<p>KATE SARSFIELD / LONDON</p> <p>Programme will offer Boeing Business Jet-based block charter and contract charter services to Asian market</p> <p>Aviation services company ACI Pacific (ACIP) and Japanese trading company Nissho Iwai (NIC) plan to begin operations next month of what is believed to be the first shared ownership programme of its kind in Asia and the Pacific Rim. The Boeing Business Jet (BBJ)-based joint venture, called ShareJet, will also provide block charter and contract charter services to companies and individuals throughout the region.</p> <p>The shared ownership venture, Partnership Sales, is tailored to the business jet operational environment of the Asia-Pacific, says ACIP president and chief executive Terry Habeck. Under the terms of the programme, four owners will each buy a quarter share in ShareJet's initial single aircraft operation, giving each equal time in the aircraft. </p> <p>The company's first BBJ is due for delivery in November, by which time Shahttp://www.flightglobal.com/news/articles/ShareJet-set-to-break-new-ground-156011/
  • Guam crash: crew blamed

    News | 10 Nov 1999 00:00

    <p>Ramon Lopez/WASHINGTON DC </p> <p>The US National Transportation Safety Board (NTSB) has blamed the flight crew for the crash of a Korean Air Boeing 747-300 in Guam, in which 229 of the 254 people on board were killed. But the board says actions by Korean Air, the Korean Civil Aviation Bureau (KCAB) and the US Federal Aviation Administration (FAA) contributed to the accident. </p> <p>On 6 August 1997, Korean Air Flight 801 hit the 200m (658ft)-high Nimitz Hill on a night approach to Guam International in bad weather. It was what Robert Francis, vice chairman of the US Safety Board, called a "classic controlled flight into terrain (CFIT) accident." The approach to runway 06L was flown using the instrument landing system (ILS) localiser only, because the ILS glide-slope system (GSS) was withdrawn for upgrading. </p> <p>In the absence of the GSS, the Nimitz VOR beacon with its distance-measuring equipment (DME) was to be used to provide the crew -who died in the crash- with positionhttp://www.flightglobal.com/news/articles/Guam-crash-crew-blamed-58008/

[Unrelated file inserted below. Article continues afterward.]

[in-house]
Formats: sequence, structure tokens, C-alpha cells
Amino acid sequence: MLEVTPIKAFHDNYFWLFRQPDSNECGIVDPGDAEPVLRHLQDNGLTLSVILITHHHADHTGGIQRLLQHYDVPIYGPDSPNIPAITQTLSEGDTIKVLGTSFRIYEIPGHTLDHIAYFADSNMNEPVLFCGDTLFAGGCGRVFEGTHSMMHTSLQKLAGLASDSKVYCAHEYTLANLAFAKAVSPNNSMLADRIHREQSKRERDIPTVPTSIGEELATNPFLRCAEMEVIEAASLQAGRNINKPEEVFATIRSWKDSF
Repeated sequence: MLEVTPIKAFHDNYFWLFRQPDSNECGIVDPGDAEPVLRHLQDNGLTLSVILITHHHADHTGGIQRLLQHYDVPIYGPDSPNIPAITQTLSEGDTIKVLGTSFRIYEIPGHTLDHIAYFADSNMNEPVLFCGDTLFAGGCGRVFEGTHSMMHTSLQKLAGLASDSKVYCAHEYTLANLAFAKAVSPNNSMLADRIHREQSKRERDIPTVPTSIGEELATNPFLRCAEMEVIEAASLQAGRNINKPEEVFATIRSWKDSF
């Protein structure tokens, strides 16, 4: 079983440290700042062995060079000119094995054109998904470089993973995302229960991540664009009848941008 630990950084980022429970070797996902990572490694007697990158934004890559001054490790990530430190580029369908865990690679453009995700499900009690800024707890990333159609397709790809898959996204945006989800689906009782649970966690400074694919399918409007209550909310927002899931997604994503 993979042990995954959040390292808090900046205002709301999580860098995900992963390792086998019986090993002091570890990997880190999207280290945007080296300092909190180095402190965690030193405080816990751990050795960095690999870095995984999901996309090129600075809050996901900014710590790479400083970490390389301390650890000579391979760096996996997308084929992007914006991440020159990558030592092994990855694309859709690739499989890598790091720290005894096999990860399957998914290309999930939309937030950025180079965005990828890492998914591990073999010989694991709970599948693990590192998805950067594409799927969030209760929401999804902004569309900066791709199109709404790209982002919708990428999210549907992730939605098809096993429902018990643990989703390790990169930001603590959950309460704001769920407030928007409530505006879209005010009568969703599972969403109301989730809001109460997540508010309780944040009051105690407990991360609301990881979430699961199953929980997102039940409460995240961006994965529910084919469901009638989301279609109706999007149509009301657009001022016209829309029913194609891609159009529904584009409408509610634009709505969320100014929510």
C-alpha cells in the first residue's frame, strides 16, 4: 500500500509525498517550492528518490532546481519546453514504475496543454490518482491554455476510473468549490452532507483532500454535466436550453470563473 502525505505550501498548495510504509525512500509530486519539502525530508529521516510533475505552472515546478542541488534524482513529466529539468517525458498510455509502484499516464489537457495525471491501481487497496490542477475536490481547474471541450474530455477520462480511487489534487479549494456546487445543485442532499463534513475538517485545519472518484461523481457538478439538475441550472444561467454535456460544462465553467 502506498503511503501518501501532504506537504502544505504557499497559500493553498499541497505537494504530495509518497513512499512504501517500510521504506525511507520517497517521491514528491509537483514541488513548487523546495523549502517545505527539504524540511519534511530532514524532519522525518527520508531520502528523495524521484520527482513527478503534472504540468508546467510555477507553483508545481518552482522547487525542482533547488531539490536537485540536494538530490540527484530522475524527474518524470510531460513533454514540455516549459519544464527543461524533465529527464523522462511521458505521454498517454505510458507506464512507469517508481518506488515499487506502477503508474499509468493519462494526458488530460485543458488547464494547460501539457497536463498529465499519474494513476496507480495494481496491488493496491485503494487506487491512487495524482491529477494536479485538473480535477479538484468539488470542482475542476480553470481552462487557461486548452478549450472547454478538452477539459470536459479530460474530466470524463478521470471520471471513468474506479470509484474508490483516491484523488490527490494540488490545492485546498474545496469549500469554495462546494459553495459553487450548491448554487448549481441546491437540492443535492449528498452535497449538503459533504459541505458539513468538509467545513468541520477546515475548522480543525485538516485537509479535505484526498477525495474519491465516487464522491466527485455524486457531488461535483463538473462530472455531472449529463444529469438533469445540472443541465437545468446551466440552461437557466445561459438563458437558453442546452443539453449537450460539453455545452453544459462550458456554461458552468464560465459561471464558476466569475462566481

• Pacific ambitions

    News | 22 Jul 1998 00:00

    <p>Guy Norris/GUAM</p> <p>Below the warm, crystal-clear waters of Bikini Atoll lagoon lies the mammoth Second World War aircraft carrier USS Saratoga. Almost 270m long, she is bigger than the Titanic and is the world's largest diveable underwater wreck. Resting upright on the bottom, her bridge is a mere 12m below the surface and, for the more daring, there is the chance of visiting the Curtiss SB2C Helldivers that still sit lashed to the hangar deck a few metres further down. </p> <p>The Saratoga is a rarity by any standard, but to Continental Micronesia, the wholly owned Guam-based subsidiary of Continental Airlines, she could be a gold mine. Unlike many other inaccessible Pacific wrecks of her era, the Saratoga is not an official war grave. The carrier met her end as part of a fleet of target ships anchored in the lagoon at "ground zero" when the US Government conducted its test detonation of the "Baker" atom bomb in 1946. </p> <p>After 50 years, the wrecks, including the nearbyhttp://www.flightglobal.com/news/articles/Pacific-ambitions-39752/